Jherek Bischoff Cistern vs Stuart Dempster Underground Overlays From The Cistern Chapel
If you have been a reader of Strawberry Tongue for a while, you will know that I am a massive fan of multi-instrumentalist, composer and songwriter Jherek Bischoff. Known for his collaboration with unconventional artists such as Parenthetical Girls, Xiu Xiu and Amanda Palmer, his personal style of composition is often classical in technique, despite being self-taught. A few years ago, I had the rare fortune to see him perform live on stage with the St. Paul Chamber Orchestra when he previewed some of his “Cistern” concept.
Performing in the bottom of an abandoned two million gallon underground water tank under Fort Worden in Port Townsend, Washington, he recorded an album of the sounds created in this remote space. Sheer vastness of the space naturally creates a 45 second reverberation decay on each note, creating a somber, mournful and delicate masterpiece. It’s a stunning, bleak and cinematic piece of work.
It reminded me of a piece that I had heard a number of years ago and what I discovered is that this was not the first time a composer has chosen to record in this very same cistern. Stuart Dempster, a trombone player, professor, and experimental musician, recorded a piece called “Underground Overlays From the Cistern Chapel,” in 1995. In Dempster’s piece, he developed an ensemble of nine other trombonists, two conch players and one playing Tibetan cymbals. Dempster himself played solo on conch shell, didgeridoo, and trombone. With group ensembles, he would face each player individually, and play notes for the players to imitate. He would then either give them head signals to tell the player to either ignore what he was doing or to play something different. His approach creates large, sweeping washes of sound that is incredibly bleak, majestic and impermeable. With each track he builds upon layers of sound creating a depth so sonically resounding that you feel like you are at the bottom of that cistern with the performers.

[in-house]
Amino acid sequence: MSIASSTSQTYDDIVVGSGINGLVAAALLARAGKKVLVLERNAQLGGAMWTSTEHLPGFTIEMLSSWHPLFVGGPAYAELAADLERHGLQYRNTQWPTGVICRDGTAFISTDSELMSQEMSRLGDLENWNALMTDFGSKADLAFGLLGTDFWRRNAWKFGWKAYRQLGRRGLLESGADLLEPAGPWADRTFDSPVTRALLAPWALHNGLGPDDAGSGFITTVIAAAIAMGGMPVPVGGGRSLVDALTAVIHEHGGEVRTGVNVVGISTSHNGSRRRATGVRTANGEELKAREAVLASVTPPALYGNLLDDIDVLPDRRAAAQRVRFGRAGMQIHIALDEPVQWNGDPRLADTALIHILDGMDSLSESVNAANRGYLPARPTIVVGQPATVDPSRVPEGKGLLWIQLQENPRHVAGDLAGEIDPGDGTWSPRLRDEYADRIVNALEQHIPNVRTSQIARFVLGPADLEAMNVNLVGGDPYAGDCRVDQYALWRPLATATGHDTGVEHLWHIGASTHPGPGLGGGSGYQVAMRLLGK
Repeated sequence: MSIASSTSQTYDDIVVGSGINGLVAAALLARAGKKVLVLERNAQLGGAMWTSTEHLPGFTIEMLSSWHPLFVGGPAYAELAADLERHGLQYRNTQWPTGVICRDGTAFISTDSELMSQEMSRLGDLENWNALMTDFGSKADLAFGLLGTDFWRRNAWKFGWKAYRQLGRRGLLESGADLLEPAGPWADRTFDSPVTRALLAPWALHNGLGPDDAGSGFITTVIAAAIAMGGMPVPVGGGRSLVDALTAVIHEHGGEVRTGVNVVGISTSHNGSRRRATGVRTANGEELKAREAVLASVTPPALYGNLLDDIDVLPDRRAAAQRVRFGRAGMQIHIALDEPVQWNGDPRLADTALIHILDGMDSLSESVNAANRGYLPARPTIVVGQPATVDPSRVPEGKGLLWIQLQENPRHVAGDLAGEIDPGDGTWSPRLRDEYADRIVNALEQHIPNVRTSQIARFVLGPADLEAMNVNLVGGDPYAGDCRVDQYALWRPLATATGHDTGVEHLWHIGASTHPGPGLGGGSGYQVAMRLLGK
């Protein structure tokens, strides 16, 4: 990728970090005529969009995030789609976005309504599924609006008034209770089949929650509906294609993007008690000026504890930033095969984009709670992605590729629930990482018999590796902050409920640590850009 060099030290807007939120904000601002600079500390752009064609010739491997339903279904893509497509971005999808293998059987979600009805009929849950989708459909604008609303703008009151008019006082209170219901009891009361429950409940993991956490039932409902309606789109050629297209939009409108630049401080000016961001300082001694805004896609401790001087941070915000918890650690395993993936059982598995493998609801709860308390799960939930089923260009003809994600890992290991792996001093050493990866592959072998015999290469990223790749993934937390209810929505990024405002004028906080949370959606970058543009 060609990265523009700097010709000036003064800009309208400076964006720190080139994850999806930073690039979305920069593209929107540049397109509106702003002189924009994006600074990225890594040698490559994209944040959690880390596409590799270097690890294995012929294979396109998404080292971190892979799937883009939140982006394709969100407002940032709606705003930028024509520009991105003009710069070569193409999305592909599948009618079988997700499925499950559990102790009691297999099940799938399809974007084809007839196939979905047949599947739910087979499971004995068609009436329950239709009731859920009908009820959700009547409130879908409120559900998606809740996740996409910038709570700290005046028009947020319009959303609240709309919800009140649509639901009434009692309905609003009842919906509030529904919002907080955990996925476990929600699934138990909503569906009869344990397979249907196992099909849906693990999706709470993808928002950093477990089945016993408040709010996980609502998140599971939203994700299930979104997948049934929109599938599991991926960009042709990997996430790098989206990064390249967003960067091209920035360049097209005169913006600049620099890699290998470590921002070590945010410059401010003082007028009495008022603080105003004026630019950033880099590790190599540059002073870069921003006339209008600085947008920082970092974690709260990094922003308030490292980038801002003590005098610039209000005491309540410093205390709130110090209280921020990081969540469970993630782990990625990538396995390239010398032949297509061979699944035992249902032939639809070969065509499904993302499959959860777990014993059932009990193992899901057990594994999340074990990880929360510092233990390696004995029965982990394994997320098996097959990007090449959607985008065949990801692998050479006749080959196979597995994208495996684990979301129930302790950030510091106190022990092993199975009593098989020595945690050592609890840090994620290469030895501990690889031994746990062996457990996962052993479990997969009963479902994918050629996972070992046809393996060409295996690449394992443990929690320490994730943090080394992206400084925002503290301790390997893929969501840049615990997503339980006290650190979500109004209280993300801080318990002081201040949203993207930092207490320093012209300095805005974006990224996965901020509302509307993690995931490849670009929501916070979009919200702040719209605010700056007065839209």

It’s interesting to compare and contrast the fascinating process of these two performers and I strongly urge anyone with an interest in experimental, classical or chamber composition to seek out these recordings and make them part of a meditative observation and unconstraint.
Look for tracks “Closer to Closure” from Jherek Bischoff and “Didjerilayover” from Stuart Dempster on the Strawberry Tongue playlist.